LORHA, or LORRAGH, a parish, in the barony of LOWER-ORMOND, county of TIPPERARY, and province of MUNSTER, 8½ miles (W.) from Parsonstown, on the road to Portumna; containing 4004 inhabitants, of which 195 are in the village. This place was anciently distinguished for its religious establishments, the earliest of which was an abbey for canons regular, founded by St. Ruadan, who presided here over 150 monks and died in 584. This establishment appears to have flourished without interruption till 844, when, according to Archdall, Turgesius, with his Norwegian forces, destroyed the town; he was soon after taken prisoner by Maolseachlain, King of Meath, and drowned in Lough Ainin. After its restoration the abbey was destroyed by accidental fires in 1154 and 1157, and in 1179 the town was again destroyed by fire. The hand of St. Ruadan was preserved in a silver case in this abbey till its suppression. A Dominican friary also was founded here in 1269, by Walter de Burgh, Earl of Ulster, in which, in 1688, a provincial chapter of the order was held, when 150 friars clothed in their proper habits assisted on the occasion. The parish comprises 6220 acres; the land is of good quality, and the system of agriculture improving; the scenery is pleasingly diversified and derives much interest from the venerable ruins of the abbey and friary. The principal seats are Abbeville, the residence of T. G. Hemsworth, Esq.; Portland, of J. Chapman, Esq.; Belle-Isle, of Lord Avonmore; Harvest Lodge, of - Stoney, Esq.; Ballymacegan, of T. Spunner, Esq.; Kilcarron, of A. Carew, Esq.; Grange, of - Palmer, Esq.; and the glebe-house, of the Rev. Archdeacon Knox. The village is pleasantly situated within three miles of the river Shannon, and a penny post has been established in connection with the office of Burris- O'Kane. The living is a rectory and vicarage, in the diocese of Killaloe, forming part of the union of Aglishcloghane; the tithes amount to £436. 9. 3. The glebehouse, towards the erection of which the late Board of First Fruits contributed a gift of £400 and a loan of £1200, in 1816, is a handsome residence; the glebe comprises 2¾ acres. The church has been recently repaired by a grant of £113 from the Ecclesiastical Commissioners. In the R. C, divisions the parish is the head of a union or district, comprising also the parish of Dorrha; the chapel is a plain modern building near the ruins of the Dominican friary, and there is also a chapel at Dorrha. A national school was erected in 1832, on a site given, with a liberal subscription, by Mr. Toone; the expense of the building was £150, towards which the Board contributed £70. There are also several private schools, and a dispensary. The remains of the Dominican abbey, of which the walls are nearly entire, are situated in a fertile spot on a rivulet which falls into the Shannon; the prevailing character is that of the early English style; the western gable is surmounted by a small belfry turret, and above the entrance is a handsome window; the bell, which at the suppression of the monastery had been taken down and hid in a field, was discovered about 30 years since and restored; the interior contains several mural tablets, of which one bears the arms of the Mac Egan family. There are some ruins of Ballyquirk castle, near which is a handsome modern house of that name, and also of Lackeen castle.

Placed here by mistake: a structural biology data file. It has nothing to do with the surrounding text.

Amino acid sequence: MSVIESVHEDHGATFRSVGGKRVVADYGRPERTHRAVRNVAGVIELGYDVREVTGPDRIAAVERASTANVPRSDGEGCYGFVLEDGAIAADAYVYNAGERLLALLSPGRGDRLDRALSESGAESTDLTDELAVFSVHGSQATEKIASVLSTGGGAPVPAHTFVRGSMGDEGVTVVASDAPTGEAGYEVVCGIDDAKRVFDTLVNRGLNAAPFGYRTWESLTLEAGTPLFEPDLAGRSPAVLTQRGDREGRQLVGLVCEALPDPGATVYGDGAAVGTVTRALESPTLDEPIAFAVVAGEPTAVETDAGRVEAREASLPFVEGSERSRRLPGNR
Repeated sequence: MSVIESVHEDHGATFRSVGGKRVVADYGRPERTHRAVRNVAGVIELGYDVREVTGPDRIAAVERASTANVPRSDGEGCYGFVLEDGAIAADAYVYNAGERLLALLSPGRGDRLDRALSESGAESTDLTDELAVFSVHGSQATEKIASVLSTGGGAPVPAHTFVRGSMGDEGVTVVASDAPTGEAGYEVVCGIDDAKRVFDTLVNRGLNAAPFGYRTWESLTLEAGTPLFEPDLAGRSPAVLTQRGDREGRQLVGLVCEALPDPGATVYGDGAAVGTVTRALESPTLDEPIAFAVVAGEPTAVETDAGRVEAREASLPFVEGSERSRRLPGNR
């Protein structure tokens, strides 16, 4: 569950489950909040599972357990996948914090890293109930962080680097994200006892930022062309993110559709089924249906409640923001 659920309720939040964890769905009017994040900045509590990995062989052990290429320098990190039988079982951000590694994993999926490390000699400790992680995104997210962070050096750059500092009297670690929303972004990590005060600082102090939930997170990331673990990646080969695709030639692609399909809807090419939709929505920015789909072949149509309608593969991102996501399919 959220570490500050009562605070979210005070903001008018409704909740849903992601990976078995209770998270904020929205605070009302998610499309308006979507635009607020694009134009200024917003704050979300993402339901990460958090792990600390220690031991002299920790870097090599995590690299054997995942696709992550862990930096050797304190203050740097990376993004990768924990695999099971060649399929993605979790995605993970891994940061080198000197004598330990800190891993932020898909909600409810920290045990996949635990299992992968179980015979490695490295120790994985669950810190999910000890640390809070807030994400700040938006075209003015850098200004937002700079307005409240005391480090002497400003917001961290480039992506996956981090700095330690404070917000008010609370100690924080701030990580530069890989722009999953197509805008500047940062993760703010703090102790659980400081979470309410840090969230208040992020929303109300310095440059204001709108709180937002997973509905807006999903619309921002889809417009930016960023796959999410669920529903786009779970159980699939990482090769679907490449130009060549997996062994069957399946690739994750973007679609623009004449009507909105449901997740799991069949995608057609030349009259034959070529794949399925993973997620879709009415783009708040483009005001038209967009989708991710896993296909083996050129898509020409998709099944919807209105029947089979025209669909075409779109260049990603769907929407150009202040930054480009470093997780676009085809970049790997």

from Lewis's Topographical Dictionary of Ireland, 1837.